Have you run out of creative ideas on what to do besides taking your team out for an evening or a weekend of excessive consumption of alcoholic beverages? Try adding a few drama games and activities to spice up the event!  Whether you’re a manager, facilitator, educator or team leader, drama games are a fantastic tool. Build team spirit and at the same time lay the groundwork for your team to communicate and work more effectively together through drama games.

Hon Chong, Artistic Director of Funnylicious Improv Theater, shares his list of 5 all-time favorite drama games. I’ve used them in my previous workshops and training seminars with great results.  Use them as icebreakers, warm ups or energizers to help people to relax and break down social barriers.

These 5 simple, fun and non-intimidating drama games can be adapted for virtually any setting, group size and event.  They are also carefully selected to suit people who are new to drama and also for introverts.  These drama games are really useful for encouraging team members to develop mutual respect, openness and understanding.  Furthermore, you don’t need to be an experienced actor or drama teacher to facilitate these activities.  

When facilitated properly, these activities can become a significant, enjoyable and memorable experience for participants.

1. Game: Random Chairs

Minimum number of participants: 7

Resources needed: Clear space and enough number of chairs for all participants

Instructions: This energetic game gets the group to work together as a team. Tell all players to take a chair and place it somewhere in the room.  Make sure that the chairs are well spread out from one end of the room to the other.  Now tell the players to sit on their chair. Make sure you put one extra empty chair somewhere in the room.  Now, you tell your players that you want to sit on that empty chair and they must stop you from sitting on it by sitting there before you get to the chair.   However, as soon as another chair is empty, you can also sit on that one so someone else has to stop you from sitting there and so it goes until you get a chair to sit on and someone is left standing.  That person is then “It”.  The “It” person is only allowed to walk slowly to get to the empty chair.  The game continues until most players have had the chance to be “It”. At the beginning, players will lose their chair quite quickly, however allow them to have a team talk to find out the way to play the game more effectively.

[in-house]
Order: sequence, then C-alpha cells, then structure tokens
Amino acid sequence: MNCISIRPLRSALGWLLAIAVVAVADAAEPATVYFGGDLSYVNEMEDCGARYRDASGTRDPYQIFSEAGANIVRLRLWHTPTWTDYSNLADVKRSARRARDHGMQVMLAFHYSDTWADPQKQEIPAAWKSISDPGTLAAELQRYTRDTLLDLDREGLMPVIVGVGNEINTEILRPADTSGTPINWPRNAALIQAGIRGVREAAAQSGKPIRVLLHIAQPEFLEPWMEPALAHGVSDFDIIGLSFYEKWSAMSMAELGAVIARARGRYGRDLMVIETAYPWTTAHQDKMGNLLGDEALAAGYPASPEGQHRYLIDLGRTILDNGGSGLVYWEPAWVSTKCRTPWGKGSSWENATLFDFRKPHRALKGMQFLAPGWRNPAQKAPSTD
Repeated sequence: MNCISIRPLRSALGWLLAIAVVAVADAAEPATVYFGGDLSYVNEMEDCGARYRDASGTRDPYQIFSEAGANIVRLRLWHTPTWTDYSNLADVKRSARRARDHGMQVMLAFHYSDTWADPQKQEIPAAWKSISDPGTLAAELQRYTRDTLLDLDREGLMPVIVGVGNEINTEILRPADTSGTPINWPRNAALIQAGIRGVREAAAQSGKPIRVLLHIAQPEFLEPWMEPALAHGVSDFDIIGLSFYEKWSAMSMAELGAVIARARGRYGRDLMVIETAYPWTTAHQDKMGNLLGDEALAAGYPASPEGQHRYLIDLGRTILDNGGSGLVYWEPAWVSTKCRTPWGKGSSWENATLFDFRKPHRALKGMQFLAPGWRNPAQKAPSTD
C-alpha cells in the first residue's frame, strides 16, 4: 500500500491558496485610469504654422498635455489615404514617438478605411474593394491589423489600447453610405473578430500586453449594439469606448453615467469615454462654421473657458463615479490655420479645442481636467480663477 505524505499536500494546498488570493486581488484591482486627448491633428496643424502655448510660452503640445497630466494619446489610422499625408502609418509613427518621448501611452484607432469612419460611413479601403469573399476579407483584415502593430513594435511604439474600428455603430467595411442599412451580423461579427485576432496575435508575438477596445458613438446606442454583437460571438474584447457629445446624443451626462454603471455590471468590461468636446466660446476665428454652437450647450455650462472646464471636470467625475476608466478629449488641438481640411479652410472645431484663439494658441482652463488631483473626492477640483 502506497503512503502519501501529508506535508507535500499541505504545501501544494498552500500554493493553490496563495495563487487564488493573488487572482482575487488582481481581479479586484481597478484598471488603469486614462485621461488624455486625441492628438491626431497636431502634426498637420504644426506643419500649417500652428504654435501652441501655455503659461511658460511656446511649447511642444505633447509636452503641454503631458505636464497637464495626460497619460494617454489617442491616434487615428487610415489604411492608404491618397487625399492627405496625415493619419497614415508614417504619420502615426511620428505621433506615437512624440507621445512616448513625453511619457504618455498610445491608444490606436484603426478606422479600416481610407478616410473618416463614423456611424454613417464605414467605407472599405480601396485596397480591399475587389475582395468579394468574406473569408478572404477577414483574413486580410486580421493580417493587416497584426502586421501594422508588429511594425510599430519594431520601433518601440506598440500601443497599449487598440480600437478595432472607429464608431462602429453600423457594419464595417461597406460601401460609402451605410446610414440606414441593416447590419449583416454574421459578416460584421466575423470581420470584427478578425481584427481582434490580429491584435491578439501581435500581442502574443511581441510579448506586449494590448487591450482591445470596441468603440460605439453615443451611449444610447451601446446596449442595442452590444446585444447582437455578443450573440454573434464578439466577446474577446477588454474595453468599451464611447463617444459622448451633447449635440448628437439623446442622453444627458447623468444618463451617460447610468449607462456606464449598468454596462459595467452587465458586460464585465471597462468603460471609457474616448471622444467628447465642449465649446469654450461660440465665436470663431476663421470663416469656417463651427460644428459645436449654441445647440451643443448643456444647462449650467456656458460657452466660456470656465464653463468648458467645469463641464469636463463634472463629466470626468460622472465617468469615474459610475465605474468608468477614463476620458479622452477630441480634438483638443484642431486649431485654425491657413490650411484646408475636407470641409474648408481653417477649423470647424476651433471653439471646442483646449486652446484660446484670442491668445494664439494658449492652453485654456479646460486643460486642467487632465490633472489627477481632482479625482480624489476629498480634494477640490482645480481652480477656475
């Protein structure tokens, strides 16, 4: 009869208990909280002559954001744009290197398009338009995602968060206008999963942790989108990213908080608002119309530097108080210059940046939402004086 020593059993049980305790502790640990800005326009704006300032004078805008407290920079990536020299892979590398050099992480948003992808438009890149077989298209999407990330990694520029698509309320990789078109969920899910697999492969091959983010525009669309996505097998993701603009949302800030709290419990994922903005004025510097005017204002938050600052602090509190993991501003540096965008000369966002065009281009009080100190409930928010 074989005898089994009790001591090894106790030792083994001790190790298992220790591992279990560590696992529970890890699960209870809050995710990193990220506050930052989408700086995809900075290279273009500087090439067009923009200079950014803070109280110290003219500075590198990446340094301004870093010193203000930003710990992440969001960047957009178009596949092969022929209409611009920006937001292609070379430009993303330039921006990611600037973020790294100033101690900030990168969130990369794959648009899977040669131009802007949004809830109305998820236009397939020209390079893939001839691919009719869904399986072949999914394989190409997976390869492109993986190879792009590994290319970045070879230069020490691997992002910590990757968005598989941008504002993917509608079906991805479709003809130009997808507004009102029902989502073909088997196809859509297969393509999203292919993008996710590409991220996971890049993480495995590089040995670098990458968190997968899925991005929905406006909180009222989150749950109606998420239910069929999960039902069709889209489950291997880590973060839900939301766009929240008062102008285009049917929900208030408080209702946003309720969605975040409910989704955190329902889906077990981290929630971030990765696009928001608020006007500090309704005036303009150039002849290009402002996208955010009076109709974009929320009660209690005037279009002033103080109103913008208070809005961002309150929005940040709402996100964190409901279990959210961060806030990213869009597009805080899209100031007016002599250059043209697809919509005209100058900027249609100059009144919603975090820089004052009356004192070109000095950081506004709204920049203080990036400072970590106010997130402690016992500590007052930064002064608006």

Rules:  The “It” person must not run.  This is a non-contact sport, so no pushing and shoving.   Once someone get up from their chair they must move to a different chair to sit on.  

2. Game: Any One Who…

Minimum number of participants: 6

Resources needed: Clear space and enough number of chairs for all participants

Instructions: This game is great for getting people to work as a group. Set up a circle of chairs for everyone except you.  Stand in the middle of the circle and invite the group to sit on the chairs.  Explain that the main goal of the game is to get a chair to sit on.  The way to achieve that aim is by saying a statement that is true for you, and also true for most players in the group.  So for example, if you have brown eyes, you can say “anyone who has brown eyes please change seat”. If that statement is true for anyone in the group, they must get up out of their chair and quickly move to a different chair. The game continues with the person left without a chair and he or she must then say something true for them and so the game goes on.